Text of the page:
Management Information Systems. Role Of It In Starbucks

2915 words - 12 pages

Management Information and Technology

The role of IT in Starbucks in gaining
competitive advantage

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Table of Contents
Executive Summary 3
Introduction 3
Analysis 3
INDUSTRY 3
Bargaining power of suppliers: 4
Bargaining power of customers: 4
Threat of new entrants: 4
Threat of substitute products: 4
Competitive rivalry within the industry: 5
PORTER’S VALUE CHAIN MODEL 5
Primary activities: 5
Secondary activities: 7
Conclusion 9
Recommendations 9
References 10

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Moreover at the peak of the globalisation, information technology has put e-commerce and business to the upper level.
The purpose of the paper is to recognise the importance of information systems in immense sized commercial enterprises, primarily to Starbucks Corporation. The first part of the report focuses on, the compatibility of the corporation via Michael Porter’s competitive force model. whereas the second part shall illuminate Starbucks’s transaction processes and services Furthermore the paper examines possible actions which might enhance Starbucks stores future success in the UK.
Starbucks is a multinational US company, now operating in more than 50 countries, was founded in 1971 in Seattle’s Pike Place Market. It had been a single store with a narrow storefront selling roasted whole bean coffee. Nowadays the company sells coffee in more than 17.000 locations around the world and its annual revenue for 2011 was 11,7 billion US dollars. Being only a coffee company it is still expanding year by year. (web1)


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Analysis

INDUSTRY

Bargaining power of suppliers:

The company’s whole coffee beans suppliers are mainly in Central America and they possess small power to negotiate raw products prices, the reason for that the Starbucks is a large specialty coffee retailer in the market and none of them would want to lose it. However the company is concerned with the climate change, because it is leading to decrease coffee plantations in certain areas in the world, which may lead to boost the bargaining power of the suppliers. (web2)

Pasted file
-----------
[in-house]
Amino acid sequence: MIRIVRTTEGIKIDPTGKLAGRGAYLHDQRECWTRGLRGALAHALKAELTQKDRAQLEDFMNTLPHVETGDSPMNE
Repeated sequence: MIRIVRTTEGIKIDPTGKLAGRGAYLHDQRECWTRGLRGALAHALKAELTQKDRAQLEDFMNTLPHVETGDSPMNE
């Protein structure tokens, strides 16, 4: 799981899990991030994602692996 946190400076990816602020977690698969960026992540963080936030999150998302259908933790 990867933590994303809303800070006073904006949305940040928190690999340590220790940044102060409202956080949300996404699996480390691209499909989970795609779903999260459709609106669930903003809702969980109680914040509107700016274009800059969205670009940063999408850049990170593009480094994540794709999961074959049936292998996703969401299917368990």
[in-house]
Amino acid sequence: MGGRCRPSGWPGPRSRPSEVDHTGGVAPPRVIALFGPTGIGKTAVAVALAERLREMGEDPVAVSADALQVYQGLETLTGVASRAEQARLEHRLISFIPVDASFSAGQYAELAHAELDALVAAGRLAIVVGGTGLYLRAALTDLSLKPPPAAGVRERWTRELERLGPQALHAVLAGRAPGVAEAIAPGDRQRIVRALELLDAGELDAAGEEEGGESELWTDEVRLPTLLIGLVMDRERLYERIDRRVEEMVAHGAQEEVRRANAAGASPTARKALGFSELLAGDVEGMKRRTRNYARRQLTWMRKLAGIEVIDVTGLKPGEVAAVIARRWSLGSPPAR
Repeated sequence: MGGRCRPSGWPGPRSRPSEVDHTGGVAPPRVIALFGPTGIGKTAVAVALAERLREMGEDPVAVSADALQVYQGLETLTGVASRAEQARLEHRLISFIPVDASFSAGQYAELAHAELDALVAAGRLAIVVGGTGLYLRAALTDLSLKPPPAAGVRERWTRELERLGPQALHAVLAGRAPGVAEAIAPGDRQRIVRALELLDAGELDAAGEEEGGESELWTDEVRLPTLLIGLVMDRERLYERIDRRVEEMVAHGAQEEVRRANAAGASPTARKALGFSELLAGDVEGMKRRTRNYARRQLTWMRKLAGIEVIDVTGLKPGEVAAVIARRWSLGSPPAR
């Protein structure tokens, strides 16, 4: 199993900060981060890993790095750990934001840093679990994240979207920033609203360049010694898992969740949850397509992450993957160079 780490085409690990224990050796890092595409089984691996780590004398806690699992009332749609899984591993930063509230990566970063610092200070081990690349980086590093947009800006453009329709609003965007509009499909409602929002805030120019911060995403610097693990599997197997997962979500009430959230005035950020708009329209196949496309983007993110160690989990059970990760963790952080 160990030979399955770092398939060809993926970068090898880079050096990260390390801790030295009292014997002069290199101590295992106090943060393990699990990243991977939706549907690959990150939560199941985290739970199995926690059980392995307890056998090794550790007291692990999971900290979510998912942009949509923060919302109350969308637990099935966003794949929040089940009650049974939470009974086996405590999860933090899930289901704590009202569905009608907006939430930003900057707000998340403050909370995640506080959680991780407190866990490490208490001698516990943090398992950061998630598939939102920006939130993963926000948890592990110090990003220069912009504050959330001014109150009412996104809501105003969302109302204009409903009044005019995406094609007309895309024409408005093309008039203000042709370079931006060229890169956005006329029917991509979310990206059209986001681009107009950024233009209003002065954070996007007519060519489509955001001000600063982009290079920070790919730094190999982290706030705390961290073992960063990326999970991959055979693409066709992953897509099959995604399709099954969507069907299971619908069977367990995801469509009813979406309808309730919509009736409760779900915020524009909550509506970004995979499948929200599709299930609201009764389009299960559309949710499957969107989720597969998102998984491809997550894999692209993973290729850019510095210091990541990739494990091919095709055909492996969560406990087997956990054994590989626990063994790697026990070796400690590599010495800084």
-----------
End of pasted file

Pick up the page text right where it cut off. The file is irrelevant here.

Bargaining power of customers:

The customers in this industry in the UK feature a high bargaining power because there is a great variety of choices for them and it is very challenging for the company to influence the buyers to pay premium prices for the Starbucks products. (Ryan C. Larson 2008). Nevertheless, the organisation has managed to differentiate its products. For example, customers are offered with a special type of hot chocolate which is made by baristas in the stores and it is called ‘Signature hot chocolate’. The hot chocolate has more flavour comparing to ordinary hot chocolate and it is sold very well despite the fact it is £3.35 per a small cup. (from an oral interview, 2012). This differentiation has mitigated buyer power, since consumers have less choice; therefore they are less price sensitive. (M.E.Porter, 1998)

Threat of new entrants:

The UK’s specialty coffee market is saturated, the existing players such as Starbucks, Costa Coffee, Cafe’ Nero and Cafe’ Nova are already established their national distribution systems via which they can transport goods at a considerably lower cost in comparison to potential new entrants who would not have such ability at the commence of the business and face a high competition. (Ryan C. Larson 2008) Starbucks expands and maintains its market share in the UK...

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